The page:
This area of Detroit neighbors the north end of Midtown and is known for the Fisher Theater and the main Henry Ford Hospital campus. Milwaukee Junction is nestled off of East Grand Boulevard and Woodward Avenue while New Center is off West Grand Boulevard and Woodward. Its culinary offerings are a blend of old and those new-ish to the area. The fare runs from high-end upscale French fare to classic bar food from longtime hip spot Northern Lights Lounge on Baltimore Street to newcomer and award-winning Baobab Fare with East African cuisine. Or stop in for a coffee and croissants in North End at the recently opened French-inspired Café Noir.

Not-to-miss eateries in Milwaukee Junction/New Center/North End

An insider’s guide to dining outside of downtown Detroit (10)

Mexicantown-Southwest Detroit

Southwest Detroit’s vibrant Latino community has shaped the neighborhood into a destination for some of Michigan’s best Latin cuisine. Though Mexican food is king here — you’ll find Mexican bakeries, taco trucks and restaurants in Mexicantown and throughout southwest Detroit — there are also a number of Latin American markets and eateries. Think, Salvadoran and Honduran pupusas, Venezuelan arepas, Puerto Rican maduros or sweet plantains and Dominican-style rice and beans.

Not-to-miss eateries in Southwest Detroit:

  • Asty Time, 7340 McGraw Ave., Detroit. 313-285-9390;

  • El Barzon, 3710 Junction Ave., Detroit. 313-894-2070;

  • Duly's Place Coney Island, 5458 Vernor Hwy., Detroit. 313-554-3076

  • La Cuscatleca Inc., 6343 Michigan Ave., Detroit. 313-894-4373

  • La Gloria Bakery, 3345 Bagley St., Detroit. 313-842-5722

  • La Jalisciense Supermercado Y Taqueria, 3923 Vernor Hwy., Detroit. 313-551-0522;

  • Los Corrales, 2244 Junction Ave., Detroit. 313-849-3196;

  • Mexicantown Bakery, 4300 Vernor Hwy., Detroit. 313-554-0001;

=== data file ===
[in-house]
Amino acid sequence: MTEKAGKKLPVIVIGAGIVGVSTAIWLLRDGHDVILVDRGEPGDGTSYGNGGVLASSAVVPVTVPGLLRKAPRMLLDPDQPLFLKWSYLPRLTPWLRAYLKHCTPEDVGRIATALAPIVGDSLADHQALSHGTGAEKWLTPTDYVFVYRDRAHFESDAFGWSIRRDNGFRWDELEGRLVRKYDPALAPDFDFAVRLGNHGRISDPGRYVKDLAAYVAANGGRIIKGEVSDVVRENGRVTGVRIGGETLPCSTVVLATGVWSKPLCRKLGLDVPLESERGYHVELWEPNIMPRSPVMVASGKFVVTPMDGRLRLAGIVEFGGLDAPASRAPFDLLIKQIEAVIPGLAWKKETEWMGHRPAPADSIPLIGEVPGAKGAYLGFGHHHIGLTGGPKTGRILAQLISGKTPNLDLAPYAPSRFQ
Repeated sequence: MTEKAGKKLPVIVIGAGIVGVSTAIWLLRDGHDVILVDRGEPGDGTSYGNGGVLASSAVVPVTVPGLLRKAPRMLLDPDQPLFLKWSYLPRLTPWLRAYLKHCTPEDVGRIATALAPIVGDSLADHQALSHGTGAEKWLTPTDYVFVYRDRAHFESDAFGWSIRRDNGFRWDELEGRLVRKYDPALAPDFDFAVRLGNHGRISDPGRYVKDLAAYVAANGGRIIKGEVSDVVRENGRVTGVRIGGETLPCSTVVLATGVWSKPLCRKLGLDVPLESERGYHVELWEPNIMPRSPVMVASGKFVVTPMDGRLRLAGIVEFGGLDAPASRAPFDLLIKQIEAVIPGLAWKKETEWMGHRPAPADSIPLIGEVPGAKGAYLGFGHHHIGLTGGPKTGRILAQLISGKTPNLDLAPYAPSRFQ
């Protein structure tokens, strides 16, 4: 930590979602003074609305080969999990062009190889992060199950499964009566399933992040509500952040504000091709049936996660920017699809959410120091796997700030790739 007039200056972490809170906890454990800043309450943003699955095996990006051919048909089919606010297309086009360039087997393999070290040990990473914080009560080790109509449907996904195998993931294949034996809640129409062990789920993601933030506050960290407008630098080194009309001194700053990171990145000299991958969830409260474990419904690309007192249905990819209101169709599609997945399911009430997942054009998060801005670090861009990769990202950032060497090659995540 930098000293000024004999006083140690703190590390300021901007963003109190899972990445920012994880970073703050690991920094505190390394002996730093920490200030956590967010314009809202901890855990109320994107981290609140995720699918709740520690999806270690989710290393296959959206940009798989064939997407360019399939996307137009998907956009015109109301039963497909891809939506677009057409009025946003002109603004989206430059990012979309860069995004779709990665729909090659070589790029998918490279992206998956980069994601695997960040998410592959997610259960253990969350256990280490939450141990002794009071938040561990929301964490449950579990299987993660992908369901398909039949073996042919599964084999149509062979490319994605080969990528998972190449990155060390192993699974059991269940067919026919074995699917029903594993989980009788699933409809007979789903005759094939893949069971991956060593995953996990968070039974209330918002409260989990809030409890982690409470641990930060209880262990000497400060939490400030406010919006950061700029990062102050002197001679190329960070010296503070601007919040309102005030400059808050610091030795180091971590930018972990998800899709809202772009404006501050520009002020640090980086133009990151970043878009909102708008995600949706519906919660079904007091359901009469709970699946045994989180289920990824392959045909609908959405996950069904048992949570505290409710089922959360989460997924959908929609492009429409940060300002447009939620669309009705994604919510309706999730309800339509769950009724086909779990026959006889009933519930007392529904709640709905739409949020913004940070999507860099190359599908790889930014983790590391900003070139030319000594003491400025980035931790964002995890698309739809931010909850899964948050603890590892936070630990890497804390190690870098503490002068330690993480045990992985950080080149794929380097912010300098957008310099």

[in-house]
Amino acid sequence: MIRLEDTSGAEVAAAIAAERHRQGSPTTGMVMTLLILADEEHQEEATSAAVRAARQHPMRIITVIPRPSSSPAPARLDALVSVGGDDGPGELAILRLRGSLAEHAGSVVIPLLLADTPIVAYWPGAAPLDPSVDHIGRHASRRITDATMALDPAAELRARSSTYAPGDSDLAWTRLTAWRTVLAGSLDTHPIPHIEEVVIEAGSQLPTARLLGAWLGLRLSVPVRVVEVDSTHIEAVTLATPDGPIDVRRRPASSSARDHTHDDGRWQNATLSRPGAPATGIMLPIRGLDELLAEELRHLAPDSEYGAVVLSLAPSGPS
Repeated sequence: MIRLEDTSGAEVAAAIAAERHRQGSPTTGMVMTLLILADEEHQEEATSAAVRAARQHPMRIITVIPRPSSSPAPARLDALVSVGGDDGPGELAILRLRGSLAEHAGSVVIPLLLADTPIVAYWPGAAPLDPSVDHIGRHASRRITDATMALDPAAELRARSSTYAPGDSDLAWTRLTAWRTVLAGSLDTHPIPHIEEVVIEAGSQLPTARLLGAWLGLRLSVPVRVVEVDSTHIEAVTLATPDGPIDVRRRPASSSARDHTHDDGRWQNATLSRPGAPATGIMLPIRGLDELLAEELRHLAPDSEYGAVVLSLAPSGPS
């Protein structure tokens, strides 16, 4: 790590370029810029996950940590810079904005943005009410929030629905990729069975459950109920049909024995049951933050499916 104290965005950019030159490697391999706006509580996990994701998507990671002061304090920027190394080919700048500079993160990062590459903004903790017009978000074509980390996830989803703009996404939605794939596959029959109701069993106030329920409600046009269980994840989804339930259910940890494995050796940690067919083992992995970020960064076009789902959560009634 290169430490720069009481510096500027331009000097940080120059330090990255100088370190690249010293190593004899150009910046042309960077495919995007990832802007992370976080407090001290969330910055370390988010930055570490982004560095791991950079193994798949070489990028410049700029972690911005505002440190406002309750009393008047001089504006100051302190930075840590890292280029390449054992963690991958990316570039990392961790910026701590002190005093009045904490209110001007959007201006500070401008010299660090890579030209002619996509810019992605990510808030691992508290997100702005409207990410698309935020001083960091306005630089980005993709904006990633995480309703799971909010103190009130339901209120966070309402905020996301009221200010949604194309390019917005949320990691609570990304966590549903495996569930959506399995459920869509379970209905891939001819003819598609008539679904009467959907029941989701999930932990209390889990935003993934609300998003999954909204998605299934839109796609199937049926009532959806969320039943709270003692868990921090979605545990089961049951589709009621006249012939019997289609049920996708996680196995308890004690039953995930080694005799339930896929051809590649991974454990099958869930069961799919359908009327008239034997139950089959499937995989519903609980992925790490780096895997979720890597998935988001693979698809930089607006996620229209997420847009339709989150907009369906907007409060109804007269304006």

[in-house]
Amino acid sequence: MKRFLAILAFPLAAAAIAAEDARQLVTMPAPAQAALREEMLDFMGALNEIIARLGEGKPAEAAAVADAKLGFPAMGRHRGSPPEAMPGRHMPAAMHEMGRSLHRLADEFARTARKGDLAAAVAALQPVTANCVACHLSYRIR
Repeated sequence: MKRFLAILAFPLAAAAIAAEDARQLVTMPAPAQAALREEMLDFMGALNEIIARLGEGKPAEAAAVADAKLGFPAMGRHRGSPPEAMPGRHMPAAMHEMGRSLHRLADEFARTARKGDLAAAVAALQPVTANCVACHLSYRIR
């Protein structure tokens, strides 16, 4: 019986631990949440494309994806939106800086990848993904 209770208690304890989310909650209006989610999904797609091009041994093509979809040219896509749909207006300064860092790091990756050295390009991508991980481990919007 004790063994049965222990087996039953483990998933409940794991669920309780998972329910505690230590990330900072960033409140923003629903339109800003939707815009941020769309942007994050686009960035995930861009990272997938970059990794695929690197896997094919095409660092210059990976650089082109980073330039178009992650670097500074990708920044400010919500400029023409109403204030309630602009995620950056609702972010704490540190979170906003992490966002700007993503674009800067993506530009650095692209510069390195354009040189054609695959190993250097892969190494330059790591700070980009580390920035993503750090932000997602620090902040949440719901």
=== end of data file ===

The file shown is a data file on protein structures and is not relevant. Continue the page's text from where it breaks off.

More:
• Rincon Tropical, 6538 Michigan Ave., Detroit. 313-334-8526;

  • Taqueria El Rey, 3344 Vernor Hwy., Detroit. 313-357-3094

Nearby neighborhood: Chadsey Condon

Neighboring Southwest Detroit is Chadsey Condon, home to two culinary destinations that are worth a visit. 2023 Detroit Free Press/Metro Detroit Chevy Dealers Restaurant of the Year Ladder 4 Wine Bar is a newer addition to the area, serving fine, creative New American dishes with a French sensibility and natural wine to boot. Hygrade Deli is a no-frills, longtime corned beef diner known for its meat-stacked sandwiches.

An insider’s guide to dining outside of downtown Detroit (11)

West Village/Jefferson Chalmers/Rivertown

These three areas are east of downtown Detroit with Jefferson as their common border street. Rivertown has several restaurants on or near the water including longstanding Sinbad’s. Historic West Village is between Jefferson Avenue and Kercheval and home to award-winning Marrow, a neighborhood butcher shop and restaurant and Sister Pie. Primarily a residential neighborhood, you can admire the many architectural styles of the area homes from Colonial, Georgian and Mediterranean Revival to many Tudor styles. Jefferson Chalmers is on the river side of Jefferson and is also noted as the canal district. You can enjoy a meal with a water view, admire stately homes or head to a restaurant by bike or kayak and sip co*cktails or have brunch.

Not-to-miss eateries in West Village/Jefferson Chalmers/Rivertown:

  • Atwater Brewery, 237 Jos Campau, Detroit, 313-877-9205;

  • Breadless, 2760 Larned St., Detroit, 313-488-4091;

  • Clique Diner, 1326 E. Jefferson Ave., Detroit, 313-259-0922.

  • Coriander Kitchen and Farm, 14601 Riverside Blvd., Detroit, 313-338-9466;

  • Ivy Kitchen & co*cktails, 9215 E. Jefferson Ave., Detroit, 313-332-0607;

  • Marrow, 8044 Kercheval Ave., Detroit, 313-513-0361;

  • Metropolitan Pizza Kitchen and Bar, 8047 Agnes St., Detroit, 313-469-0976

  • Rattlesnake 300 River Place Dr., Detroit, 313-567-4400;

  • Sinbad’s, 100 St.Clair, Detroit, 313-822-8000;

  • Sister Pie, 8066 Kercheval, Detroit, 313-447-5550;

Now that you’re familiar with each neighborhood, check out the Detroit Free Press/Metro Detroit Chevy Dealers Best Restaurants Guide. Our food team has compiled 10 years of our Top 10 New Restaurants and Restaurant of the Year lists into one comprehensive directory of the best restaurants throughout Detroit and its surrounding cities.

This article originally appeared on Detroit Free Press: Detroit restaurants outside of downtown: An insider's guide

An insider’s guide to dining outside of downtown Detroit (2024)